Going backwards, like Geneva II [DD]

Going backwards, like Geneva II [DD]

So who is driving the car of Syria? Does anyone even know? What we do know is that the Syrian car is on an unknown course, with unknown drivers, while others, often with the best of motives, try desperately to push it one way or another, convinced they know a better route. Whether or not any of them will succeed before the car loses its way, gets derailed or just straightforwardly crashes is anyone’s guess. Perhaps the best outcome is that it just runs out of petrol and everyone has to get out and push.

http://www.theguardian.com/world/2014/mar/10/greek-orthodox-nuns-freed-syrian-rebel-captors-qatar-lebanon

http://www.independent.co.uk/news/world/middle-east/kidnapped-nuns-bond-with-alqaida-captors-we-werent-harassedat-all-they-were-kind-and-sweet-9182832.html

http://www.thetimes.co.uk/tto/news/world/middleeast/article4029251.ece

http://www.theguardian.com/world/2014/mar/11/syria-war-international-effort-southern-front-assad

http://www.reuters.com/article/2014/03/10/us-syria-crisis-amnesty-idUSBREA290JB20140310

Chemical immunity in Damascus

Carefree child playing the courtyard of the Umayyad Mosque, June 2010 [DD]

Carefree child playing the courtyard of the Umayyad Mosque, June 2010 [DD]

The priceless mosaics with scenes of Paradise, Damascus Umayyad Mosque, June 2010 [DD]
The priceless mosaics with scenes of Paradise, Damascus Umayyad Mosque, June 2010 [DD]

 

The peaceful mood of the photos above has long since gone in Damascus. For months now the friends living in my house in the Old City have been saying they noticed strange symptoms among themselves of coughing, eye-watering and extreme fatigue. They wondered about chemical weapons but knew no one would believe them if they mentioned anything, so as usual, they kept silent and hoped it would pass.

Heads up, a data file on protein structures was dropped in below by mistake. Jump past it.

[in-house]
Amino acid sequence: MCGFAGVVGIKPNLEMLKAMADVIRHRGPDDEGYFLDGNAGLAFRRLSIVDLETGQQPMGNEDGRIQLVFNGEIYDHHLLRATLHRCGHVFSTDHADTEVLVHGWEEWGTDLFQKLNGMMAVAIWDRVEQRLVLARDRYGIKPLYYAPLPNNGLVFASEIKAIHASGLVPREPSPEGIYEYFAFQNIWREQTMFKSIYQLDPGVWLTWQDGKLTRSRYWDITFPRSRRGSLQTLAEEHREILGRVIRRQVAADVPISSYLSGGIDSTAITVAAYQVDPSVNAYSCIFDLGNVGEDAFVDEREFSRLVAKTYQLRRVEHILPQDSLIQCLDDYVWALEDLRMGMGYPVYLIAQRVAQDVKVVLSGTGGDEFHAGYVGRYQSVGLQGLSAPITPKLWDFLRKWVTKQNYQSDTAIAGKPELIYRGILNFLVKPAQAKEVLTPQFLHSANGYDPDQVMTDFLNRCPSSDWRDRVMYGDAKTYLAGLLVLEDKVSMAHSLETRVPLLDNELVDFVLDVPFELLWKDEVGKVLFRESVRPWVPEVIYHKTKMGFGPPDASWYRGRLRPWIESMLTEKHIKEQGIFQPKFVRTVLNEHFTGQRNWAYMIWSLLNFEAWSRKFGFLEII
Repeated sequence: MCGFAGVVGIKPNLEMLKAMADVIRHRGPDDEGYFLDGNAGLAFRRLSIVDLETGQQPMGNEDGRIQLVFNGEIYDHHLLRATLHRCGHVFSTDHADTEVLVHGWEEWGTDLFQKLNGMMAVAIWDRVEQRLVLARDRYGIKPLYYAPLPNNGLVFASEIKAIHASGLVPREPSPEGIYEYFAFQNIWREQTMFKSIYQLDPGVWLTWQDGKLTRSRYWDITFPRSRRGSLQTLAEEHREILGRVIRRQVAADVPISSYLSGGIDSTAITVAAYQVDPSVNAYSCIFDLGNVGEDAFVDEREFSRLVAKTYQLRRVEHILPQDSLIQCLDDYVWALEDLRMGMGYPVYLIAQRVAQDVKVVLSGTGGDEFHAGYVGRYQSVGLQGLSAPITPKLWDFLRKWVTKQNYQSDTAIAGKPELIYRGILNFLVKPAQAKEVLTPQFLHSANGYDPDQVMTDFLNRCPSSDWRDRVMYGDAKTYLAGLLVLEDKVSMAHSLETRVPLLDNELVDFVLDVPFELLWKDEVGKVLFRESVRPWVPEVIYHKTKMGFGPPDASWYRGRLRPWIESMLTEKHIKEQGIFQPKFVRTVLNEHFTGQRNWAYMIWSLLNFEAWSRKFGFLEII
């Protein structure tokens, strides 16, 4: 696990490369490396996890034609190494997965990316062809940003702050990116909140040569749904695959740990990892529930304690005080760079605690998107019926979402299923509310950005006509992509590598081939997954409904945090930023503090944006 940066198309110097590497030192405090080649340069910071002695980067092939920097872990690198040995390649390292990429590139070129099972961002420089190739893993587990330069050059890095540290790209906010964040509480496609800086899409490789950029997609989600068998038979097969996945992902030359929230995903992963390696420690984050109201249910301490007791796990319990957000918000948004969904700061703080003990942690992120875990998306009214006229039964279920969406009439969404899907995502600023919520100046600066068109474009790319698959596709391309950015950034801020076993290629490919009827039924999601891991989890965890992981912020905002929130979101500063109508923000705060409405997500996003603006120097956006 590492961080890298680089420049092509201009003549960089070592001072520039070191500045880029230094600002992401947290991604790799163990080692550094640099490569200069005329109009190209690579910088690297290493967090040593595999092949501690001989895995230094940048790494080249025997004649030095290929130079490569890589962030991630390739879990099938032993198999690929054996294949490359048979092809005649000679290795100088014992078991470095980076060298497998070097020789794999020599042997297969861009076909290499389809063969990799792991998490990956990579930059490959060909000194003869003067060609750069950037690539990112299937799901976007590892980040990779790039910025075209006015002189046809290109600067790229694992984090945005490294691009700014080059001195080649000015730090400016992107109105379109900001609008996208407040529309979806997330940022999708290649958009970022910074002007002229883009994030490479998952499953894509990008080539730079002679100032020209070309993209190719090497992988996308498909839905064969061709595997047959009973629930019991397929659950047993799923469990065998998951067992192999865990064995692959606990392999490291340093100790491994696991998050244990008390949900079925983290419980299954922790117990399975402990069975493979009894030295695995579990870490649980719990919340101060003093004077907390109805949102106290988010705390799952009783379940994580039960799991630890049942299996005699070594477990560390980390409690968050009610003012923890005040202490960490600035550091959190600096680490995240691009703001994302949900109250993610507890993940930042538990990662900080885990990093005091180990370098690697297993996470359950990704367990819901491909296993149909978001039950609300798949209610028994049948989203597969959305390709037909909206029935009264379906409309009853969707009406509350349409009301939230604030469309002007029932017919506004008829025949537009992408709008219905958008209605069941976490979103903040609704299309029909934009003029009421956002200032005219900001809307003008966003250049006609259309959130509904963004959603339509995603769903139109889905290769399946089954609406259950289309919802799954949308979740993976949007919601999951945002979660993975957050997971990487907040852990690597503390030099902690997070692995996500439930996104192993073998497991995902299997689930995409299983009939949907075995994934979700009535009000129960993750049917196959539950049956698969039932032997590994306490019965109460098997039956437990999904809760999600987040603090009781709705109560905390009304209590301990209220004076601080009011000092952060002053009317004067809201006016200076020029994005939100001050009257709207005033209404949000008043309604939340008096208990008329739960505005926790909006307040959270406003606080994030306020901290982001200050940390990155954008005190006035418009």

Now that a huge chemical attack has taken place nearby in the eastern Ghouta, where my caretaker lives, they also know there is no way the regime will permit the UN inspection team to go anywhere near it to investigate. The team will be virtual prisoners in their hotel, unable to go anywhere unless escorted by government minders and then only to places which the regime is content for them to see – in the full knowledge there will be nothing conclusive to find.

To imagine that the UN inspection team will be free to go to where it pleases, is not to understand the regime at all, not to understand its games. Of course the team will be told it is too dangerous to go there, that it cannot go for its own safety, that they, the regime, are responsible for its safety, so are just doing their duty. The excuses will be fulsome and convincingly explained.

The truth is that the UN inspection team, sitting in its hotel in Damascus little over half an hour’s drive away from the site of the chemical weapons attack, is impotent, as is the international community. Once again the Assad regime will run rings round them, laughing privately at how easy it is to retain power when you have a vast security apparatus, held in place by the like of Hizbullah and Iran. They have chemical immunity.

Only Israel may decide the time has come to take action.